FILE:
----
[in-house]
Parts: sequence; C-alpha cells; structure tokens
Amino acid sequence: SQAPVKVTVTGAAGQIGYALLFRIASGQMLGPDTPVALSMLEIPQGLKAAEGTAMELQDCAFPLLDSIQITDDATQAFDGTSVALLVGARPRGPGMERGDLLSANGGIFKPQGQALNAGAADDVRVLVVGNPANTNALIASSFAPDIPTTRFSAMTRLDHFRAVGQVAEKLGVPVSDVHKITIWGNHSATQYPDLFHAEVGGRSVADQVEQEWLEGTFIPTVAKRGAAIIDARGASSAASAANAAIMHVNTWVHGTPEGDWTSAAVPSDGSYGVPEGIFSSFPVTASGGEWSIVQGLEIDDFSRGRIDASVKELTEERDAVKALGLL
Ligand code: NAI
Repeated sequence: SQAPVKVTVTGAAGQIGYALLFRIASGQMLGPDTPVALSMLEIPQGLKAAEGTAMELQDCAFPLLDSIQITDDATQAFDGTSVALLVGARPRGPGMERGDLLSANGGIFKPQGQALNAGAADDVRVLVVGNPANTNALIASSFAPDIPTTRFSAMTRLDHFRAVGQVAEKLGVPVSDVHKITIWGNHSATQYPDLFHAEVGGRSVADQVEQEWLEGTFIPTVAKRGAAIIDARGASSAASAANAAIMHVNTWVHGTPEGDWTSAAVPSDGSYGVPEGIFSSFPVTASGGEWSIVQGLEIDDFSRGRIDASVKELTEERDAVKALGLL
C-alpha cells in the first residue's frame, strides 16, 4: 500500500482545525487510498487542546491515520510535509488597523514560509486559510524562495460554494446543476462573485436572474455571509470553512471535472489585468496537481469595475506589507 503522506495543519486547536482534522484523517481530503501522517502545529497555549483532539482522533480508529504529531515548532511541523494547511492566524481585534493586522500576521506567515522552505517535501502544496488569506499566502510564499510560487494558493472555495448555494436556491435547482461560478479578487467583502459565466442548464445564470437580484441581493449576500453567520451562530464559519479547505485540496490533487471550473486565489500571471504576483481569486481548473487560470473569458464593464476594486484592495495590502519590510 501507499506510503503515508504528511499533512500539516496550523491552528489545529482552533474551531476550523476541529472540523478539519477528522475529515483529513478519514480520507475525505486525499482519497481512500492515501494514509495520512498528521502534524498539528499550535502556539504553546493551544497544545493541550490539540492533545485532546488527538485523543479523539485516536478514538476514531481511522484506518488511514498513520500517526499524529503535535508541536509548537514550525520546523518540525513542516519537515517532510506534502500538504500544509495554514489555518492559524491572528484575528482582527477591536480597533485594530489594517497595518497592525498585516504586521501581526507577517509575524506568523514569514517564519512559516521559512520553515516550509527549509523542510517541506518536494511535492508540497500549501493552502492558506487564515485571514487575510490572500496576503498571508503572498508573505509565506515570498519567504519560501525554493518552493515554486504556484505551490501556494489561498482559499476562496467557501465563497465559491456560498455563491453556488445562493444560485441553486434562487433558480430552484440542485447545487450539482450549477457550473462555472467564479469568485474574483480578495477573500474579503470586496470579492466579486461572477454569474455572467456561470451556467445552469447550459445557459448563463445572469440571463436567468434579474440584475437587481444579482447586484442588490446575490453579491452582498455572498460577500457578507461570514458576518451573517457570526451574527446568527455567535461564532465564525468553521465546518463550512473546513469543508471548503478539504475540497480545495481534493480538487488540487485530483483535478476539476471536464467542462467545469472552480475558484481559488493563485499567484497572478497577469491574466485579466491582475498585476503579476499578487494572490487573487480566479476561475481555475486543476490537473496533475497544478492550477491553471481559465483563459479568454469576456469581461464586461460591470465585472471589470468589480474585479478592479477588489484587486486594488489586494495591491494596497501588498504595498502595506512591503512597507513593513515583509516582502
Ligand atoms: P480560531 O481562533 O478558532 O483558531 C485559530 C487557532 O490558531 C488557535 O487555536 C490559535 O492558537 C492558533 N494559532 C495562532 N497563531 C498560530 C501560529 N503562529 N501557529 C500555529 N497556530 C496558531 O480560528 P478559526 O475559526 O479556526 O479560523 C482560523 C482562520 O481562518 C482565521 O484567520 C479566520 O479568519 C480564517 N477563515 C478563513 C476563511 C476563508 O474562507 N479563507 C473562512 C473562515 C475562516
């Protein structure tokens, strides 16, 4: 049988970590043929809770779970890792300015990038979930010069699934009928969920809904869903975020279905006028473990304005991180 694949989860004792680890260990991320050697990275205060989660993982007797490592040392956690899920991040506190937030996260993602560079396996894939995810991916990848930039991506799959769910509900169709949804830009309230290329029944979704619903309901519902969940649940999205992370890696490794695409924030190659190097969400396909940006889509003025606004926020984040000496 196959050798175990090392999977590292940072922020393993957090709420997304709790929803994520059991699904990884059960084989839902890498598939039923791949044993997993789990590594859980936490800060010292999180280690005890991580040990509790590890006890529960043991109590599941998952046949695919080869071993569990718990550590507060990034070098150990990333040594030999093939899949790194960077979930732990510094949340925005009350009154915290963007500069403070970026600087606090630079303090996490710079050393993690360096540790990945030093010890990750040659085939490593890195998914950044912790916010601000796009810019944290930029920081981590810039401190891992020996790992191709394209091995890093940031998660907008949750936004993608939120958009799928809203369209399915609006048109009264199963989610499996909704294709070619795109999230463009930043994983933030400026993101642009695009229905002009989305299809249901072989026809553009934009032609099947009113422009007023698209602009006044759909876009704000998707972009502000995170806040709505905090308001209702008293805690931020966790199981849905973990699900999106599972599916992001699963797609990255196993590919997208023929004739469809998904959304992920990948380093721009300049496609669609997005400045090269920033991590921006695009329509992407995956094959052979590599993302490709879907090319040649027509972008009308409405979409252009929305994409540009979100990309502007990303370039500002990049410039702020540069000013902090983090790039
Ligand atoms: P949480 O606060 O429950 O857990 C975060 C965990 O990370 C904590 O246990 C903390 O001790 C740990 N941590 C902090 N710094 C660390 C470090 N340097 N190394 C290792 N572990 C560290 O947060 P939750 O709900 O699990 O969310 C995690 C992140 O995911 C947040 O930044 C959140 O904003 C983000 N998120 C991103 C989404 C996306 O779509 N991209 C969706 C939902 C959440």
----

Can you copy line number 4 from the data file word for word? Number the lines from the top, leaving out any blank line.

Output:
Ligand code: NAI